This company offered guided bus trips to the real-world filming locations of the . the sword of ‘Game of Thrones’ character Jon Snow, at the Castle Ward Estate.
What are the Historical Events that inspired “Game of Thrones”?
Author of the Game of Thrones series, George R.R. Martin, once claimed that “No matter how much I make up, there’s stuff in history that’s just as bad, or worse” which is a bit of a scary thought. The series has been greatly influenced by moments in history, and here are a few of the most notable similarities between the world of Westeros and the real world:
1. Westeros and England & Ireland
The map of Westeros very closely resembles England, with an upside down Ireland beneath it.
2. The Wall and Hadrian’s Wall
Likewise, The Wall in Game of Thrones that divides the White Walkers from the humans is situated in more or less the exact same place on the Westeros map that the Hadrian’s Wall is on the UK map. Hadrian’s Wall divided the Romans from Scottish Barbarians. George RR Martin visited the site before penning A Game of Thrones, and recalls: “I tried to imagine what it would be like to be a Roman soldier… to gaze off into the distance, not knowing what might emerge from the forest.”
3. The Starks & Lannisters and the Yorks & Lancasters
So much of Game of Thrones has been inspired by the Wars of the Roses, a series of wars in the 15th Century over the Throne of England after the Hundred Years’ War. Battling in these wars were the House of York and the House of Lancaster. The Yorks are northerners much like the Starks, while the Lancasters are obscenely wealthy just like the Lannisters. Obviously, the most glaring similarity is in their names.
4. Daenerys Targaryen and Henry Tudor
Henry Tudor was an exiled nobleman who spent most of his life across a “narrow sea” in France. Here, he would strengthen his power and plan his invasion of Britain, though nobody around him believed it would happen. This is all probably very familiar to you, as its pretty much the story of Daenerys.
Tudor fought for the Lancasters, and eventually ended up on the British throne at the conclusion of the War of the Roses… we’re not yet sure if that’s a spoiler or not…
5. Theon Greyjoy and George Plantagenet
George Plantagenet entered the Wars of the Roses on the side of House York, alongside his brother Edward IV, however eventually changed suit and began batting for the House Lancaster. Down the line he attempted to jump back with the Yorks, and was found guilty of treason. This is all very much similar to the story of Theon Greyjoy, while Robb Stark’s story seems to resonate with Edward IV.
6. Joffrey Baratheon and Edward of Westminster
It’s hard to believe that some of these sadistic, sick souls can actually be modeled after real people, especially Joffrey Baratheon. Edward of Westminster was the psychopath who inspired Joffrey. A Milanese Ambassador once said of Edward, the son of King Henry VI, “This boy, though only thirteen years of age, already talks of nothing but of cutting off heads or making war…” Sound familiar?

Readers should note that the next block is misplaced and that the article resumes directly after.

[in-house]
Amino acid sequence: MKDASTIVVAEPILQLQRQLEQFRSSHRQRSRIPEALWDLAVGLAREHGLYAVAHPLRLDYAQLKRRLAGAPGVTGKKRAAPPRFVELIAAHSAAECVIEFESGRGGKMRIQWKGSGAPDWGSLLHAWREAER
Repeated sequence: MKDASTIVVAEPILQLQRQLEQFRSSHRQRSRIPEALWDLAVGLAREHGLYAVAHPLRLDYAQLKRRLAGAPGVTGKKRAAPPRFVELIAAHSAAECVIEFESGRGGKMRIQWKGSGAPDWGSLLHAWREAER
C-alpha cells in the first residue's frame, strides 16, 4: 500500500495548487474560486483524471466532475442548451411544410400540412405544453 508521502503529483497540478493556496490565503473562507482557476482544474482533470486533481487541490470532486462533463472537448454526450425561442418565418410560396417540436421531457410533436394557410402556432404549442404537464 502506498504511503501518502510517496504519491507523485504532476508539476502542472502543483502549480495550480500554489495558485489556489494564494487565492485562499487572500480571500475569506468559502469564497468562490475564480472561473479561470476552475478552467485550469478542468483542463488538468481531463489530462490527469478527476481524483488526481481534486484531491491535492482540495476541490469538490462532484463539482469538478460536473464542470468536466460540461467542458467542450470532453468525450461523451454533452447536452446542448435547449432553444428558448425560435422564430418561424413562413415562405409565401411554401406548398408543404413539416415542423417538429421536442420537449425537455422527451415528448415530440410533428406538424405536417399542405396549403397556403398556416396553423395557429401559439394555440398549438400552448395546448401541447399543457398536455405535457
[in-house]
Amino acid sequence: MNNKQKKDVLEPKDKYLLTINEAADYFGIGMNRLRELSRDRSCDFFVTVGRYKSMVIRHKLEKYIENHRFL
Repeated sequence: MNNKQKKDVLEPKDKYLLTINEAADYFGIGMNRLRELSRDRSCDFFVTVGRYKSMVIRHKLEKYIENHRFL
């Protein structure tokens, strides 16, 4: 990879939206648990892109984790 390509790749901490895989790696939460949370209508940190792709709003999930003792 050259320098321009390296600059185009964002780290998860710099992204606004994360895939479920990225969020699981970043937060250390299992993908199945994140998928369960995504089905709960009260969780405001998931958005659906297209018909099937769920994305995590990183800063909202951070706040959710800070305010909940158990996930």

Edward was captured at the Battle of Tewkesbury when he was 17, slapped in the face with Edward IV’s metal gauntlet, and eventually cut down by the swords of his enemies.
7. Wildfire and Greek Fire
If you disregard the magic, and the fact that the fire was green, the fire used by Tyrian to take out Stannis Baratheon’s navy during the Battle of Blackwater is pretty much exactly the same as the Greek Fire. The Greek fire also has the ability to continue burning on the surface of water, and was used by the people of Constantinople against invading Arab armies during the siege of the Byzantine capital.
8. White Walkers (the Others) and Celtic Fairies
The terrifyingly brutal White Walkers are largley based on the Aos Sí, or the Sidhe, a race of fairy-like beings from the Irish Mythological Invasion Cycle. The invasion of the Others seems to follow the same cycle as that of the Celtic fairies, too.
9. R’hllor, The Lord of Light and Ahura Mazda, The God of Zoroastrianism
Zoroastrianism is perhaps the oldest monotheistic religion in the world, and George RR Martin admits that the worship of Ahura Mazda had a very strong influence on the development of R’hllor. Worshippers of both deities hold fire as sacred, and pray in its presence. They use fire as a means of gaining wisdom and spiritual insight.
10. Direwolves and Dire Wolves
Dire wolves are an extinct cousin of wolves that are quite obviously the inspiration for Ghost, Greywind and Nymeria and the other direwolves of Westeros.
11. Petyr “Littlefinger” Baelish and Oliver Cromwell
Much like Littlefinger, Oliver Cromwell was a minor nobleman. There are many similarities between the palace treasurer (Petyr) and the military leader (Oliver). As Littlefinger continues to climb the hierarchal ladder we have to wonder whether he will follow in the footsteps of his real-life inspiration, who eventually found a way to become Lord Protector of the Commonwealth.
12. The Red Wedding and The Black Dinner & the Glencoe Massacre
To be honest, it’s a little bit of a relief to know George Martin didn’t materialize the brutality of the Red Wedding entirely on his own. Martin took influence from two different events; the Black Dinner and the Glencoe Massacre. In the Black Dinner, the king of Scotland welcomed his enemy the Earl of Douglas into his home for a meal with guaranteed safety. The guaranteed safety, of course, was a complete lie. After dining, a drummer began pounding on a single drum as the Earl was served the head of a black boar on a plate – the symbol of death. He was put to death in the courtyard.
Clan Campbell invited their detractors in Clan MacDonald to stay overnight with them. That night, every MacDonald man was unsurprisingly and ruthlessly slaughtered in their beds by the Campbells, in what became known as the Glencoe Massacre.